When we invest in a financial institution, we work very closely with that partner to identify their needs and growth strategy and discuss how we can help them fulfil both. We evaluate the market together, make recommendations, and develop a custom-made technical assistance package to accelerate the success of the collaboration. We currently have 69 trusted partnerships across 16 countries that include commercial banks, leasing companies, and microfinance institutions. Our investees return to us time and again to renew the partnership – some have been part of the EFSE family for over a decade.

eKapija: Are there any special conditions, in general?

– Yes. The financial institution taking a loan from EFSE must be committed to enabling long-term investment finance to MSEs and/or low-income households. This often also includes conducting technical assistance for the benefit of end borrowers. In addition, our investees must demonstrate good governance and responsible finance practices.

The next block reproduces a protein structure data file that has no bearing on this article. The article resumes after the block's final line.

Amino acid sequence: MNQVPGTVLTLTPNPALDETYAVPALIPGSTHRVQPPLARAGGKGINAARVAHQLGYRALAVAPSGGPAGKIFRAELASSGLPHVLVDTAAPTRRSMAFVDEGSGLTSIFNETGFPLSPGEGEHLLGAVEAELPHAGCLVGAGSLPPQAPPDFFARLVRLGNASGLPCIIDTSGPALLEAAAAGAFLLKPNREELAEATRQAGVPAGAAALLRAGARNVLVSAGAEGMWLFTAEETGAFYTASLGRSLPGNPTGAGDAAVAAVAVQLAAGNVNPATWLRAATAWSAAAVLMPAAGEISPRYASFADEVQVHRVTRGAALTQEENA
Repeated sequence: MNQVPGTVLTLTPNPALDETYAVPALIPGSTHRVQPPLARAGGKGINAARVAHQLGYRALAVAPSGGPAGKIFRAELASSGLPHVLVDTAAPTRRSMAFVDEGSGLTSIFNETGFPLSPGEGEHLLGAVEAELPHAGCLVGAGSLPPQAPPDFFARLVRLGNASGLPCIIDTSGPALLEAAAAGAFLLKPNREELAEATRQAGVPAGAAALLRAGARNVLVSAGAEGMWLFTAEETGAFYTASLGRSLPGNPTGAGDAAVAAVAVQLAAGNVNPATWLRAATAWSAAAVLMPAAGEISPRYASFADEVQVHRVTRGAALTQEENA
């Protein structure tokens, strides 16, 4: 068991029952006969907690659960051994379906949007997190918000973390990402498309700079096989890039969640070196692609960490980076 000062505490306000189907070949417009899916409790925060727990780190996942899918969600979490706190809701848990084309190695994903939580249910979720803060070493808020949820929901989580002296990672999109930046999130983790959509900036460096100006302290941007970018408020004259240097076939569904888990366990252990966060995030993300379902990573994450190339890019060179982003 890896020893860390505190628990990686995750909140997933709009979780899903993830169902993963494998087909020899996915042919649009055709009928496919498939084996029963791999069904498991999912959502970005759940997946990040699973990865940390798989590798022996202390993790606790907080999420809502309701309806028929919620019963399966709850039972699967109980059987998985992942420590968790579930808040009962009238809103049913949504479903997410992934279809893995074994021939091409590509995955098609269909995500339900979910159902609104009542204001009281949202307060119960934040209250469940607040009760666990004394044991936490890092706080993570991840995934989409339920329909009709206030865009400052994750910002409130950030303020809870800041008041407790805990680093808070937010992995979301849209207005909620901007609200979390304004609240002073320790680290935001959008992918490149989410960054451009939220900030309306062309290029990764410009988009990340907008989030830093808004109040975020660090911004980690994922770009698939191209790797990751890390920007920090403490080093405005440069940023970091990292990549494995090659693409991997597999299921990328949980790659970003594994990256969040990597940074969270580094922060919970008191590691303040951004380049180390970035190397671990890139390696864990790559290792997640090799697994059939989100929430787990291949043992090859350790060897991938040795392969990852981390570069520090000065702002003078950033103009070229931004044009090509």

eKapija: What is the response of financial institutions in Serbia when it comes to partnering with the fund?

– In addition to long-term funding, EFSE also supports its investees in capacity building through the EFSE Development Facility. So far, EFSE has invested EUR 1.0 million in over 37 projects for this purpose in Serbia. Examples of this type of support include a wide range of activities from developing scoring models and mobile applications to enabling efficient underwriting for MSE clients. We have also conducted banking sector projects, where we promoted agricultural value chain finance or have organized workshops on Basel III asset and liability management, and many others.